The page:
Head coach Randy Kuceyeski talks to the team during the first day of football practice at Libertyville High School. Kuceyeski is retiring at the end of this season and is battling cancer.
Gilbert R. Boucher II | Staff Photographer
Coach Randy Kuceyeski, in white, directs a play during the first day of football practice at Libertyville High School.
Gilbert R. Boucher II | Staff Photographer
Tears and football coaches usually don't mix.
But all bets are off this fall for Libertyville coach Randy Kuceyeski, whose team opens what should be one of the most moving seasons in school history tonight against visiting Barrington.
"I'm an emotional mess," Kuceyeski said with a laugh on the Wildcats' first official day of practice earlier this month. "It's like I'm going through menopause 10 times over.
"Everything gets to me. If I see a commercial on TV with a puppy dog, I start crying. Seriously."
And here's the thing: cute, little puppy dogs can't even hold a candle to all the Wildcats Kuceyeski holds so dear.
Note to Kuz: Better stock up on the Kleenex.
Entering his 34th season as a high school coach and his 18th as head coach at
Libertyville, Kuceyeski will be retiring at the end of the school year. This will be his last hurrah as the Wildcats' head honcho.
His emotional farewell tour will feel even more heavy-hearted considering that he will have to navigate it while fighting cancer.
"Kuz is going to be on our minds all season," Libertyville fullback Kevin Bruns said. " He's a big motivating factor for us. We definitely need to play for him."
Back in the spring, Kuceyeski was diagnosed with squamous cell carcinoma, which involves cancer of the mouth. He has spent the summer undergoing intense radiation and chemotherapy treatments at the University of Chicago. They have caused him to drop 10 pounds and become so easily fatigued that walking is now his only form of exercise.
Before his treatments began, Kuceyeski jogged 3 miles a day.
"The first round of treatments was absolutely brutal. I didn't expect it," Kuceyeski said. "My mouth is one big sore, I get tired and with the medications I take, my hormones and emotions are always all over the place."
Kuceyeski's progress, meanwhile, has been steady.
His coaching status is still day-to-day, particularly until he completes his 16-week treatment process in mid-October. But Kuceyeski is determined not to miss a single day of his very last season.
In fact, he missed only two of the Wildcats' off-season practices this summer and that's only because he was in the hospital.
"My goal is to be at the first game and take it from there." Kuceyeski said. "This is going to be a special season and I don't want to miss anything. Everything we do is going to hold a lot of sentimental value because it'll be the last time I do it: the last two-a-day practice, the last (Opening Night).
"I want to enjoy every day. But I only look at today. I don't even worry about tomorrow. That's my new attitude. I've learned from a lot of people that's the way it has to be."
Kuceyeski has also learned how many people in the community care deeply for him. This summer, he had people stopping by his home with meals. Others mowed his lawn and walked his dogs.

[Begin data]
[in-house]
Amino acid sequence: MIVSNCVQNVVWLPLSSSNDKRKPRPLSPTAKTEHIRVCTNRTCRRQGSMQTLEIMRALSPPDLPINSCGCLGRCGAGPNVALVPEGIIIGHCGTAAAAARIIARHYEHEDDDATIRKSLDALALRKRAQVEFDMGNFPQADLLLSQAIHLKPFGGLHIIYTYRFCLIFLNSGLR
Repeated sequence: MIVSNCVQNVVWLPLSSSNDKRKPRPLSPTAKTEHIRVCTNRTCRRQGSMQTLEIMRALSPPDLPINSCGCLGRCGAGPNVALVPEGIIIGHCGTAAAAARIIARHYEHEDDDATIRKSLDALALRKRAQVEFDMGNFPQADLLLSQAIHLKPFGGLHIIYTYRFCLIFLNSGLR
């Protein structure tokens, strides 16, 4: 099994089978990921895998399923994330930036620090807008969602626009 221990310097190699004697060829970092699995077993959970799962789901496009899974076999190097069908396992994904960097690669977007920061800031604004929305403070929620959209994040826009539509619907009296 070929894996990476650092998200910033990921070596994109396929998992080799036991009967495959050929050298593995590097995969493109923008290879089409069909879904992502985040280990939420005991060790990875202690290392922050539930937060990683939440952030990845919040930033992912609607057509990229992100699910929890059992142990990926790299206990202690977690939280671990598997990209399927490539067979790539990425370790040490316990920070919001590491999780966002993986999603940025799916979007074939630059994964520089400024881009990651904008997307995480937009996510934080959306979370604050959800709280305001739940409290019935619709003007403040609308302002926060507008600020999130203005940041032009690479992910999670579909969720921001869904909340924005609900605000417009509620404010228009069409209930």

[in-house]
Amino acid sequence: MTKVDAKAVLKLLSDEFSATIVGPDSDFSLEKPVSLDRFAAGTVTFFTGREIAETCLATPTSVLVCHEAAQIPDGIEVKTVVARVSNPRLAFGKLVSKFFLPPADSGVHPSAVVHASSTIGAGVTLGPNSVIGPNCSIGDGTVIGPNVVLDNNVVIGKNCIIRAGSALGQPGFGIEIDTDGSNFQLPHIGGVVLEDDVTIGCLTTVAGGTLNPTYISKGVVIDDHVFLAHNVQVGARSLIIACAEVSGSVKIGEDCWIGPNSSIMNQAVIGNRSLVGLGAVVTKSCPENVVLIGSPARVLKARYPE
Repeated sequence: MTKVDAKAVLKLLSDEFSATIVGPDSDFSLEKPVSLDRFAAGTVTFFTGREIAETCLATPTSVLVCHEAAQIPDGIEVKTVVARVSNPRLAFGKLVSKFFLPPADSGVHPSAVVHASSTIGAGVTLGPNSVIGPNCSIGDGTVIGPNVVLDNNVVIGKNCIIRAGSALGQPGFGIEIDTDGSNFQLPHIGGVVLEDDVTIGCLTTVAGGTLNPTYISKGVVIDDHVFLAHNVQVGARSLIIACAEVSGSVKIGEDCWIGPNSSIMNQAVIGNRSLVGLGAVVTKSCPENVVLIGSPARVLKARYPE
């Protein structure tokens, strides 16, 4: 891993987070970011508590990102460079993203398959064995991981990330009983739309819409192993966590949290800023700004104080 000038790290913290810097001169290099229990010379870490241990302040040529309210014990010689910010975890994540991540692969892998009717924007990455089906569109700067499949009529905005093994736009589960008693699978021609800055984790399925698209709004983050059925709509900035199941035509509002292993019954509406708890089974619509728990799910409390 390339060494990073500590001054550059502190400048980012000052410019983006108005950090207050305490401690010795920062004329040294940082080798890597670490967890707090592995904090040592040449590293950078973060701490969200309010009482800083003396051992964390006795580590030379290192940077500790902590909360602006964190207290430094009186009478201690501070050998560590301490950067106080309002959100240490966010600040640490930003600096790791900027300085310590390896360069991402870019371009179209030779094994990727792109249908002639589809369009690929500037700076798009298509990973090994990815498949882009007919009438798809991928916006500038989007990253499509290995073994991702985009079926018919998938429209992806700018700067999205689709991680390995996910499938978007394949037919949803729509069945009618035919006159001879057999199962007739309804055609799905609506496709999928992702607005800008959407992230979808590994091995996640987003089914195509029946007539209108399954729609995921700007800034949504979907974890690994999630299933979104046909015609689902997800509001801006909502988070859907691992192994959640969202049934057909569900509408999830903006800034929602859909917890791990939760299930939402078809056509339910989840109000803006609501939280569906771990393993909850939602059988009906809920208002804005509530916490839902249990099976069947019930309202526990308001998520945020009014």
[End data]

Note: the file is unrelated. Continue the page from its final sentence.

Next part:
"It was just unbelievable stuff," Kuceyeski said. "There have been so many random acts of kindness that have been such an inspiration for me. When I look back on this, that will be the silver lining in the whole thing."
Many of Kuceyeski's players also spread the sunshine his way, stopping by his house over the summer for frequent visits. Some even brought cookies to share.
"Everyone loves Kuz. He's been nothing shy of a father to us," Libertyville wide receiver Sam Styler said. "When he broke the news to us on one of the last days of school last year, you could hear a pin drop in the room. It was just heartbreaking to all of us."
Tears and football players usually don't mix either. But all bets were off with the Wildcats on that day as well.
"I'm not ashamed to say that I cried the entire time," Libertyville tight end and defensive end Luke Mathewson said. "As soon as Kuz said it, that he had cancer, I teared up and didn't really stop through the whole day. It was such a shocker. He's such a great guy."
But Kuz is a guy who needs help.
He has had to cut back on his day-to-day responsibilities with the team and his assistants have been happy to step up.
"Collectively as a staff, we've had to do everything we can do to be strong for him and for the team and support him in every way we possibly can," said Jim Schurr, who has been a part of Kuceyeski's staff for 13 years. "Everyone has taken on a little bit more. But it's nothing he wouldn't do for us.
"Any time you've got a coach who is revered the way Randy is, who has put in 33 years, and now he's going through what he's going through, there's not a person who is wearing our school colors who doesn't want to go above and beyond to make this season everything it could possibly be for him."
Kuceyeski is hoping for the playoffs.
His teams made 10 straight postseason appearances from 1997 to 2006, placed second in Class 7A in 2003 and won the Class 7A state championship in 2004.
But the Wildcats have missed the playoffs three of the last four seasons, including the last two.
"It would be my dream to end this with the playoffs," Kuceyeski said. "But the season hasn't even started yet and it's already been successful for me, just from being able to be here and take part in all this is all that I could ask for and more.
"It's been a success because these guys I'm around every day are such great kids and staff."